Lab 2

Electric potentials and fields

In this laboratory you will explore the connection between electric field lines and equipotential surfaces.  Objects with net electric charge attract or repel each other.  If you want to change the position of a charged object relative other charged objects, you, in general, have to do (positive or negative) work.  But sometimes it is possible to move a charged object relative to other charged objects along a surface without doing any work.  The potential energy of the charged object does not change as you move it.  If an electric charge can travel along a surface without the electric field doing any positive or negative work, then the surface is called an equipotential surface.

Open a Microsoft Word document to keep a log of your experimental procedures and your results.  This log will form the basis of your lab report.  Address the points highlighted in blue.  Answer all questions.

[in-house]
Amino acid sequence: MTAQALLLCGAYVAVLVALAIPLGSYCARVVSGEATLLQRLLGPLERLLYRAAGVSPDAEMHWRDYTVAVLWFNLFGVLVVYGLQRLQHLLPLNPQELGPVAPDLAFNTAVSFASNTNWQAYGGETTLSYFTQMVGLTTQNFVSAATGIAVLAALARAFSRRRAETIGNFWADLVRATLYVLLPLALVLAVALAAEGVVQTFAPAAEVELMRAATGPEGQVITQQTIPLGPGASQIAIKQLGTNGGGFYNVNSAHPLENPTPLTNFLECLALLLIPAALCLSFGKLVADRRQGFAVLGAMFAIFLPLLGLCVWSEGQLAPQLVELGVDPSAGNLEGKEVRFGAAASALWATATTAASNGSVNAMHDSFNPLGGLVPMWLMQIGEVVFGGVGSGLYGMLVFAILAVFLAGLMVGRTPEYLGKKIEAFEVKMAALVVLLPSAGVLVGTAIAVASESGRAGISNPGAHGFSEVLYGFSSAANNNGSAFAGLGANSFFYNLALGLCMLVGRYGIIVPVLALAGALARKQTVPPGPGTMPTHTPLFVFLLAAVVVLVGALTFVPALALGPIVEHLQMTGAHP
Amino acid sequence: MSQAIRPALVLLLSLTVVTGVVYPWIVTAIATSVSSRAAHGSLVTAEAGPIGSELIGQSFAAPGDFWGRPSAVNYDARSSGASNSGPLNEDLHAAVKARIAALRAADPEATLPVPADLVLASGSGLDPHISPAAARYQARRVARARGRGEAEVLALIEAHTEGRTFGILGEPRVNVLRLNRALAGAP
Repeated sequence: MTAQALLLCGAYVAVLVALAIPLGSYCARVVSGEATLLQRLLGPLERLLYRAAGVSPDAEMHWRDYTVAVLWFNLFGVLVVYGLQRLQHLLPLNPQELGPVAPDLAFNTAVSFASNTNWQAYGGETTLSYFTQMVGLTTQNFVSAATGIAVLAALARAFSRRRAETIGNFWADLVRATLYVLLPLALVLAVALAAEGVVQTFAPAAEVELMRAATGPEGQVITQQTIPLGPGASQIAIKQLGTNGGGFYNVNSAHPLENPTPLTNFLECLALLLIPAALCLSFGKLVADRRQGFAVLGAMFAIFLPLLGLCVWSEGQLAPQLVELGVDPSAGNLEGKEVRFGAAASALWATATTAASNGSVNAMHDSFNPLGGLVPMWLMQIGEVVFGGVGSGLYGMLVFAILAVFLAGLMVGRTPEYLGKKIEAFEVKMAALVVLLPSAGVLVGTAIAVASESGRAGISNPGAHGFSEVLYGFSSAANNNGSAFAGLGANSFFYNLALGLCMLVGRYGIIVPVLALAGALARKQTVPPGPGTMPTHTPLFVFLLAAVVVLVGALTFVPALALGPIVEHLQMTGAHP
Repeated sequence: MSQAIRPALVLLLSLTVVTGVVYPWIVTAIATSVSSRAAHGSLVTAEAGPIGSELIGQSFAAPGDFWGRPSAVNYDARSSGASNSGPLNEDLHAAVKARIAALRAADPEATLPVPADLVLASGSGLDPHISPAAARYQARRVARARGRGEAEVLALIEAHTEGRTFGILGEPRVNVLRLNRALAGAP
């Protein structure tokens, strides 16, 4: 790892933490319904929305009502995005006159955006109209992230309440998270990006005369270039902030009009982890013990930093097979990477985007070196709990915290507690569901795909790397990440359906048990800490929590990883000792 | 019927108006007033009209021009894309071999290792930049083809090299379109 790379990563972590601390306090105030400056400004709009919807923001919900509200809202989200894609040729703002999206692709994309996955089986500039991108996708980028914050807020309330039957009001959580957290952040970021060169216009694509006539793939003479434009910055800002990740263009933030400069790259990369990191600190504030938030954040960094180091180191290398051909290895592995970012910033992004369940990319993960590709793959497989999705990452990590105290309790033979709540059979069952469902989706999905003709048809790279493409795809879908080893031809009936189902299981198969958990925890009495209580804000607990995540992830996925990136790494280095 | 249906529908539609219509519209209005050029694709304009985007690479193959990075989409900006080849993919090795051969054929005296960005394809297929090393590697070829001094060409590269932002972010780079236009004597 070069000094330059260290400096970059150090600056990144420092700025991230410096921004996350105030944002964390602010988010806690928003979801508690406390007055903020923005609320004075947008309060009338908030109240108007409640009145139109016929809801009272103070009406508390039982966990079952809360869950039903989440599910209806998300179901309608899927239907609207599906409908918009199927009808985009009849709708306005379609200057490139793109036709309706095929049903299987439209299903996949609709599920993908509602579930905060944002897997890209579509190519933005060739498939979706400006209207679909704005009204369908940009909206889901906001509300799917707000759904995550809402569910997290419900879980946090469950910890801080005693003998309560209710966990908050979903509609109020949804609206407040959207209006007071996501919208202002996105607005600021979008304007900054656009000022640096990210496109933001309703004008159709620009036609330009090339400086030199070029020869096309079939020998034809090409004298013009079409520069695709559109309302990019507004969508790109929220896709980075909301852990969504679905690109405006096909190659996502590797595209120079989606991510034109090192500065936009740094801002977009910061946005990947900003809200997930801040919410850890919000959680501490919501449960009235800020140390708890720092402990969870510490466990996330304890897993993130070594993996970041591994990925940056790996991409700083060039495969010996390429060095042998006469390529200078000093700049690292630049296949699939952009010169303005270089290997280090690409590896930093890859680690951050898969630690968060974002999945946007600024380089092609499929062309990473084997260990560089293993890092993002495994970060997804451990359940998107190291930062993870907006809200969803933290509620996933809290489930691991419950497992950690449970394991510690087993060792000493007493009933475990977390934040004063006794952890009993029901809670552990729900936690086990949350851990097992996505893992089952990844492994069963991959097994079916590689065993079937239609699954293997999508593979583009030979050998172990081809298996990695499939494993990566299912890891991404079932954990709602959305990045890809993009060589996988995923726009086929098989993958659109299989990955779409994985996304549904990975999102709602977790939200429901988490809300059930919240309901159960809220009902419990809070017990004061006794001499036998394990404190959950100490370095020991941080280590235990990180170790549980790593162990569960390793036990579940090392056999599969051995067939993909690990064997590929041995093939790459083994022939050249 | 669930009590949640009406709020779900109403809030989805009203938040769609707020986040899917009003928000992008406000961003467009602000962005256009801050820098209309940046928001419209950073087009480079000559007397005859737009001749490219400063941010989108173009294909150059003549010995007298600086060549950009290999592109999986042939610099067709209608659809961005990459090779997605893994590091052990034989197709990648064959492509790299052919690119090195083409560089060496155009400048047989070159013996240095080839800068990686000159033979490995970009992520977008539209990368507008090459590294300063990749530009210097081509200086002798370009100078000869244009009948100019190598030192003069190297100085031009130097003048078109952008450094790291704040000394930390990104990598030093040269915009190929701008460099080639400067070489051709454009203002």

Activity 1

The concept of work

image(a)  The work W done on an object by a constant force is defined as W = Fd.  It is equal to the magnitude of the force, multiplied by the distance the object moves in the direction of the force.
The SI unit of work is Nm = J.
An object travels from point A to point B while two constant forces of equal magnitude are exerted on it, as shown in the figure on the right. 

image(b)  An object travels from point A to point B while two constant forces of unequal magnitude are exerted on it, as shown in the figure on the right. 

Work and the electric field

imageIn the diagram on the right the red dot denotes a positive point charge.  Points W, X, Y, and Z and the point charge lie in the same plane.  Points W and Y are equidistant from the charge, as are points X and Z.
Draw the electric field vectors at points W, X, Y, and Z.
(c)  A particle with charge +qe travels along a straight line from point W to point X.